A recommendation from my lovely and literate daughter, available at the library of the University Near Here.
Mr. Penumbra's 24-Hour Bookstore is sort of a geek mystery. The protagonist, Clay Jannon, is unemployed in the Bay Area when the book opens. He was working as a web designer for the bright startup company, NewBagel, an effort by ex-Googlers who "wrote software to design and bake the platonic bagel: smooth crunchy skin, soft doughy interior, all in a perfect circle." Unfortunately, the market yawned, the ex-Googlers soon did too, and Clay started looking for work.
He happens upon the unlikely shop in the title. He is taken on as the store's second employee: Clay, Mr. Penumbra, and the other guy work 8-hour shifts, every day. The store has a smattering of normal books, but it soon becomes clear that the real purpose of the store involves the volumes on the impossibly tall shelves, a library from which a series of oddball customers return and check out volumes every so often.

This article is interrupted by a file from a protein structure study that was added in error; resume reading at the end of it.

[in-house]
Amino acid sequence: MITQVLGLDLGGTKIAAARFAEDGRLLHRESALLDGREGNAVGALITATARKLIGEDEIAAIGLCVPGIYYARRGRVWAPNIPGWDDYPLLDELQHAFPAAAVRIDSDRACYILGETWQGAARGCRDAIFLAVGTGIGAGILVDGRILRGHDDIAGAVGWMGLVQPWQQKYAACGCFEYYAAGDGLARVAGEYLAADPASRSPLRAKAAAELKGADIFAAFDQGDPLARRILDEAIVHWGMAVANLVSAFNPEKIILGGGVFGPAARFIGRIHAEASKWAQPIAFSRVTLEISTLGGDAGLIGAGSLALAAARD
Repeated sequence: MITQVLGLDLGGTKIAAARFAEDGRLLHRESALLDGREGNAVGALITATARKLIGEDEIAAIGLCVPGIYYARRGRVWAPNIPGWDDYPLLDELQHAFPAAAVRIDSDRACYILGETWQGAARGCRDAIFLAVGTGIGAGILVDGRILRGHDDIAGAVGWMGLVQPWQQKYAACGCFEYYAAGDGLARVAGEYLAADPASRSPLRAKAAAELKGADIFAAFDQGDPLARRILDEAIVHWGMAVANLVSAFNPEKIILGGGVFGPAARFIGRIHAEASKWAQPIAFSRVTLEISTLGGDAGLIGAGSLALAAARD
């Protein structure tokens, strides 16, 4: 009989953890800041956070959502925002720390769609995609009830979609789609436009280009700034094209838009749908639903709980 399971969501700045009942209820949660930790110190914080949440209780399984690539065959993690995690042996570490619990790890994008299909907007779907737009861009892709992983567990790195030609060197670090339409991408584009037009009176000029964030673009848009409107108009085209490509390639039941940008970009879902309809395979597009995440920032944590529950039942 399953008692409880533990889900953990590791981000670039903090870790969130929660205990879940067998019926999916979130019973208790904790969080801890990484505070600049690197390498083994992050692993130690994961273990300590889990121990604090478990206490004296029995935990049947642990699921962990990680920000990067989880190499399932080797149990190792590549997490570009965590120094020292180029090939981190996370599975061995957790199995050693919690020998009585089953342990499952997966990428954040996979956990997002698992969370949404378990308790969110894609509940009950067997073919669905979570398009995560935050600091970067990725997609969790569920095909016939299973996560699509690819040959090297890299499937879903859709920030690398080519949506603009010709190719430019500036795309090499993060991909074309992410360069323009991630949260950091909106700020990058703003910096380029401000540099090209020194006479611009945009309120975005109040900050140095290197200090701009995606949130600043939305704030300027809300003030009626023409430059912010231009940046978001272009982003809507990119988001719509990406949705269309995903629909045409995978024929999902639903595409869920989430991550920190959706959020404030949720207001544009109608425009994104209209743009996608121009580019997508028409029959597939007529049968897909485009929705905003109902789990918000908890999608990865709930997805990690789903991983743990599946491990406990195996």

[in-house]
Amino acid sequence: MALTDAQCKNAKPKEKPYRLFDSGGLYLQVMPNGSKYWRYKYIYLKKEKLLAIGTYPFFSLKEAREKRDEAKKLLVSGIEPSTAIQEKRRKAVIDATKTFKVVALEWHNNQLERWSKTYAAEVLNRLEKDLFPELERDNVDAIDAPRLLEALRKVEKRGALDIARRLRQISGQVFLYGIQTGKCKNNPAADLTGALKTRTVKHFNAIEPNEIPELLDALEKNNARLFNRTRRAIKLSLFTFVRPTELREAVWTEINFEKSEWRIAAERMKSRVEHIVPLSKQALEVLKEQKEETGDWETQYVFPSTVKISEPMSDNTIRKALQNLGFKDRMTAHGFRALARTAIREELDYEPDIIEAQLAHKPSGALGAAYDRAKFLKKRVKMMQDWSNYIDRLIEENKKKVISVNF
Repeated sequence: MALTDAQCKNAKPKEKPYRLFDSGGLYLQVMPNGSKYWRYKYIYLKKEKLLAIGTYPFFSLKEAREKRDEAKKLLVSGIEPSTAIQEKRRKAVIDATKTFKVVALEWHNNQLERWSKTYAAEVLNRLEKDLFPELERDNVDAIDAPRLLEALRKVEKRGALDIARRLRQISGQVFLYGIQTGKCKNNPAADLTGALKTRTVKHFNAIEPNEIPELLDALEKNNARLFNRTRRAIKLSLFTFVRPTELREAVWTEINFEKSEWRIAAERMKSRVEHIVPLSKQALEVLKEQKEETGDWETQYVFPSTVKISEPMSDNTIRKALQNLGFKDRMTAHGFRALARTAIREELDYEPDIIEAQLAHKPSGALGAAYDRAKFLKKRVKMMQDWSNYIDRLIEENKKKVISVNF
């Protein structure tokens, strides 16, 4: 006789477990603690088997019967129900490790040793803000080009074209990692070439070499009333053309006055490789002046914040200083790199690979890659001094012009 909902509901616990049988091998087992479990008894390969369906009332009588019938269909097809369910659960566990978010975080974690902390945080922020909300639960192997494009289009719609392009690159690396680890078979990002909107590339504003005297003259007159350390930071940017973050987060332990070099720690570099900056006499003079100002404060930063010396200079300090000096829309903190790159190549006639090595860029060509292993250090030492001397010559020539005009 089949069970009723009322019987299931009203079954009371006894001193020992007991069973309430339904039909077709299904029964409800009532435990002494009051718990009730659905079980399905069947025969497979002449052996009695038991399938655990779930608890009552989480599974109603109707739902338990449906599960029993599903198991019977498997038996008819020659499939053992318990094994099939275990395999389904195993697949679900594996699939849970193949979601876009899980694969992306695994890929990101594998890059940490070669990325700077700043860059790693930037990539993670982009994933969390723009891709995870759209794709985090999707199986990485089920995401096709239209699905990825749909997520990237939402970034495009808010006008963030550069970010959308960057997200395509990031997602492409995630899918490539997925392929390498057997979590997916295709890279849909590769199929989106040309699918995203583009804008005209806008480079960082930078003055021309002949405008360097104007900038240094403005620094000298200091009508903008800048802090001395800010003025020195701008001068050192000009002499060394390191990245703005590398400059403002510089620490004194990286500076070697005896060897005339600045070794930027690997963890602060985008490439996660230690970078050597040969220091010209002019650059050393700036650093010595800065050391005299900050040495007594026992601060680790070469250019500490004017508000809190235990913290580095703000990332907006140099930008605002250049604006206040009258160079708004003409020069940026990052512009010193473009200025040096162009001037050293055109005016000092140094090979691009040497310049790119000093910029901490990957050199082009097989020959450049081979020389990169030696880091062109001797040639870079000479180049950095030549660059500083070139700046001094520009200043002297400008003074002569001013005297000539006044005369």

Clay's curiosity gets the best of him; against the rules, he starts trying to make sense out of the special tomes. This turns out to be a life-changing quest, involving Clay's friends. (One of whom has made a small fortune with CGI software to realistically render the female bosom; he is, Clay confides, "the world's leading expert on boob physics.") We are very soon confronted with a mysterious worldwide cult/corporation, which operates in the nexus between typography, cryptography, and immortality.
The book is unusually technically accurate on some geeky details. For example, Clay is a whiz Web programmer, and his language of choice is "Ruby". Which (yes) is an actual thing commonly used for Web development.
It's a lot of fun, and (for UNHers) I've returned the library's copy, so you can snap it up.